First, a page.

While it is not one of the more “prestigious” regulatory agencies out there, Mauritius’ FSC is certainly not a new kid on the block in any respect when it comes to the regulation and licensing of financial activities.

Founded back in 2001, the MFSC was handed its regulatory powers by the 2007 Financial Services Act. Also integral parts of the legal framework which sets the stage for the authority to exercise its powers, are the 2005 Securities Act, the 2005 Insurance Act and the 2012 Private Pensions Scheme Act.

The primary goal of the MFSC is to promote Mauritius as a top destination for financial service providers – live and online. While doing so, the authority aims to grow into an internationally recognized financial supervisor.

How does the MFSC go about achieving its stated objectives?

First of all, it looks to promote the development of markets and financial institutions on Mauritius, by pushing for transparency, fairness and efficiency.

The suppression of financial crime is also one of the MFSC’s objectives. Through this approach, the authority does not just protect the public, it generates trust in non-banking financial products, spurring investment.

Finally: ensuring the stability of Mauritius’ financial environment is also one of the MFSC’s tasks.

The authority releases annual reports regarding its activity, reports which can be freely accessed at the official site of the regulator.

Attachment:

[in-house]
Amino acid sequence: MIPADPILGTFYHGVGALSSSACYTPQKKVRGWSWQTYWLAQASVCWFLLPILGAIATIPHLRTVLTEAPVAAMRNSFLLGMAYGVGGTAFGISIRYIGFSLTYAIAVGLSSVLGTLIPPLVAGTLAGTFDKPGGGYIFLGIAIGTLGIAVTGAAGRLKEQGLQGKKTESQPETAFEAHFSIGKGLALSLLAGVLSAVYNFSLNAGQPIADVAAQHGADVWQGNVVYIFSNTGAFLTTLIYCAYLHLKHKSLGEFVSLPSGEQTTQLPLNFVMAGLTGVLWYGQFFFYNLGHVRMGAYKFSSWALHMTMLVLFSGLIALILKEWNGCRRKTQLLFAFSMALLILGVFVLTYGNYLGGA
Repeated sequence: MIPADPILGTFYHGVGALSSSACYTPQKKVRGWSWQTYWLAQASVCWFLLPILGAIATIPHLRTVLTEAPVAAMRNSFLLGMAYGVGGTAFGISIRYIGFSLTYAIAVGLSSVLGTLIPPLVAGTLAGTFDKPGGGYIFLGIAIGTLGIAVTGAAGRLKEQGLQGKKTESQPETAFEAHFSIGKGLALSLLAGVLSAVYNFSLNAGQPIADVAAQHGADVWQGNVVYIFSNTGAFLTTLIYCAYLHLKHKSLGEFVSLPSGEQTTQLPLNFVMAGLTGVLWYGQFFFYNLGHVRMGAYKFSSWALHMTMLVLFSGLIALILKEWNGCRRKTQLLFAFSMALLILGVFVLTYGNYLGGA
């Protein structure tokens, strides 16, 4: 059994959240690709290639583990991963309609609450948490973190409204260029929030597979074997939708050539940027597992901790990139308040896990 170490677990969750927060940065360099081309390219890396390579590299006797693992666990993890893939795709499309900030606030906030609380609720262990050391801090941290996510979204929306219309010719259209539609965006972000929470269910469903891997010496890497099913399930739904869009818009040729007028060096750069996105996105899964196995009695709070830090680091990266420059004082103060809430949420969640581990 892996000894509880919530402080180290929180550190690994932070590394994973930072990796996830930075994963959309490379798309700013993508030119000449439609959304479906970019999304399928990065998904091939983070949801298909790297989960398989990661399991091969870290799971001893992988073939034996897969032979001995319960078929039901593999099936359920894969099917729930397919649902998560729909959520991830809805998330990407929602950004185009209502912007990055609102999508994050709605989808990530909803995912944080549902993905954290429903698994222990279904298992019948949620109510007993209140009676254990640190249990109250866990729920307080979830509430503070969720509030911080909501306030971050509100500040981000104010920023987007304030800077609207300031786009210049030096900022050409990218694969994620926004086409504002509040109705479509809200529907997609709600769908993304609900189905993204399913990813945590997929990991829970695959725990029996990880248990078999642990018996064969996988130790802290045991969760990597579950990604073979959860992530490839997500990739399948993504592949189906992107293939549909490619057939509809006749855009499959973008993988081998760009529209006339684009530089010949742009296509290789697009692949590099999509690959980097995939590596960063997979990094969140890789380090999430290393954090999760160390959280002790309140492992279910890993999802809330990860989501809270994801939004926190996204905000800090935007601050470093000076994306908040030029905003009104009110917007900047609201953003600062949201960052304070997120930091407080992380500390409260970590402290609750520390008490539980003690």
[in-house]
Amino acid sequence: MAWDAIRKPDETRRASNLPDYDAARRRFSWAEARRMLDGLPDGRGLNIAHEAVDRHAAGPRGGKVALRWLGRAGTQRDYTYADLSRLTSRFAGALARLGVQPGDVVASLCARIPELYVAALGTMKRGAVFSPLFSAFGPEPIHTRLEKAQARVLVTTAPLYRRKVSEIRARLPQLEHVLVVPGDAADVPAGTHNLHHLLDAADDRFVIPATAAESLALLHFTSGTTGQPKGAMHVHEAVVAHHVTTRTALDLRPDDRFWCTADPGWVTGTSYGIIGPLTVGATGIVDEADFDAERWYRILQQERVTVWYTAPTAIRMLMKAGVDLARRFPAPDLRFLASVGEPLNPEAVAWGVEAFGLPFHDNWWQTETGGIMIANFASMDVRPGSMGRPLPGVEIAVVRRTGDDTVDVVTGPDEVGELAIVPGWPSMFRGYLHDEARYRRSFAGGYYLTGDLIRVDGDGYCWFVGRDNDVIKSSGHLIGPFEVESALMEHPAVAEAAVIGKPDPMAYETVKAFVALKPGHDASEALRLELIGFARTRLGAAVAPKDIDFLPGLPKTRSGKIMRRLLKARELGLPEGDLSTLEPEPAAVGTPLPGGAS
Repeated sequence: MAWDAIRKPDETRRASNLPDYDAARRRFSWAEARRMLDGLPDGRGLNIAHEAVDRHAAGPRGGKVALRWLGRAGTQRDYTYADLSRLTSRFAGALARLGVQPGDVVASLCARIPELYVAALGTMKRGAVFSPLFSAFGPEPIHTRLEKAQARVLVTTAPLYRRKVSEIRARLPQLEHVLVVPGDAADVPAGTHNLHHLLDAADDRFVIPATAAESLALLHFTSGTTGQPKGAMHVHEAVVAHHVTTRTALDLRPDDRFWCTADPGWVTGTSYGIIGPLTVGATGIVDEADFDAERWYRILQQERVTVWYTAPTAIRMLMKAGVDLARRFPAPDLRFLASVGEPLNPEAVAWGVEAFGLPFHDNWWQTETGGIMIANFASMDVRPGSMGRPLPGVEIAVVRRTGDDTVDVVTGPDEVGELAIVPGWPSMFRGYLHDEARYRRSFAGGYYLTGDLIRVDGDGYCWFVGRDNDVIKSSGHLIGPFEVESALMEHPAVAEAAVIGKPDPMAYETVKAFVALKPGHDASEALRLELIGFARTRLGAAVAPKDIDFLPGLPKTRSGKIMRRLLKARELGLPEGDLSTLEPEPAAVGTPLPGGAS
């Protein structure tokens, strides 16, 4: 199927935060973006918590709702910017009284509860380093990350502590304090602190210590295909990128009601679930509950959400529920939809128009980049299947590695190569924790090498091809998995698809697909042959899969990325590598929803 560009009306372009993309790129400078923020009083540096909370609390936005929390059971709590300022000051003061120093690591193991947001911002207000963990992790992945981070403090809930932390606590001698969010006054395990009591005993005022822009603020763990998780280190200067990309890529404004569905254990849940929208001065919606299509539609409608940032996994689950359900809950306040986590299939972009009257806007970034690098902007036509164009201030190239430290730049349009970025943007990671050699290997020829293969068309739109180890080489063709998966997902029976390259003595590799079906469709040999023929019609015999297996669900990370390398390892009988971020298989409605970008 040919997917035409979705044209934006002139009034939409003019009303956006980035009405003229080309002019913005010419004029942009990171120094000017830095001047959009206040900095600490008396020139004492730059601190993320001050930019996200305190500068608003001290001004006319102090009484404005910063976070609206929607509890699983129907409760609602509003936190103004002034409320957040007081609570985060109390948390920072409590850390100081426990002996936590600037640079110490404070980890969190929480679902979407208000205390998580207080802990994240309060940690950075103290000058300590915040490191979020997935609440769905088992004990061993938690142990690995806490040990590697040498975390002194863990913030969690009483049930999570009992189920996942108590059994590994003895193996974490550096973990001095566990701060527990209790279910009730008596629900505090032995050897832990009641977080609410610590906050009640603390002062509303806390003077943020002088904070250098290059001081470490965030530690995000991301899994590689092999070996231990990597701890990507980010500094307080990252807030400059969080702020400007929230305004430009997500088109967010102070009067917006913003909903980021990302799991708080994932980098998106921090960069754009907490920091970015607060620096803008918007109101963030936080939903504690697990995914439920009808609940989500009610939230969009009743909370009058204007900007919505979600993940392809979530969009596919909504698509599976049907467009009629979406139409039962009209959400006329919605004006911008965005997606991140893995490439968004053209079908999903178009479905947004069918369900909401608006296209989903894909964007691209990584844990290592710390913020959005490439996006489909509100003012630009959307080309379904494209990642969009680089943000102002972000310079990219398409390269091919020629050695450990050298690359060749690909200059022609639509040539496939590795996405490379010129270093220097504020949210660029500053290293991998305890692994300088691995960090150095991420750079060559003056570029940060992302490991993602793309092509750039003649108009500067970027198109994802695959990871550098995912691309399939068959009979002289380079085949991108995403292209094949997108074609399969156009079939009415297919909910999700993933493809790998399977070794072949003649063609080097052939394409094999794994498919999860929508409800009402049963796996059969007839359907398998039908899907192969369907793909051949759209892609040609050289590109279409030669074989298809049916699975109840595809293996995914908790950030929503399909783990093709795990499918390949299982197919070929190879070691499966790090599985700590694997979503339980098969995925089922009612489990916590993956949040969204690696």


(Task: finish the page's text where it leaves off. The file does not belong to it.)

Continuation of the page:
According to the website, the MFSC also fights corruption as part of its efforts to create an attractive environment for the providers of financial services in the country.

To help carry out its above stated mission, the MFSC has set forth a number of Core Values, which it aims to observe under all circumstances.

Ethical behavior is required of all MFSC employees, as is proclivity towards teamwork and professionalism. Compliance with the rules that govern the activity of the agency is also a must.

The anti-corruption policy to which the MFSC has signed up, is one developed by ICAC. As part of this policy, the organization makes sure that all its employees know about it and that it is applied to every facet of the activity of the regulator.

With temptation running high in this vertical, adequate controls are indeed needed to keep the phenomenon under control.

That said, the agency has implemented clear procedures regarding the handling of suspected cases of corruption.

As the last step in its anti-corruption setup, the organization has made sure that all its stakeholders know about the policy and about the above-mentioned procedures and measures.

On top of all the above, the organization performs regular assessments of corruption risks, while promoting a culture of integrity every step of the way.

The application of the above detailed policy rests on the shoulders of the Anti-Corruption Committee (ACC) which is an internal body tasked with setting priorities, providing advice and communicating every aspect of the anti-corruption policy to managers and staff, on all levels.

The executive arm of the organization is represented by the Financial Services Review Panel and the Enforcement Committee.

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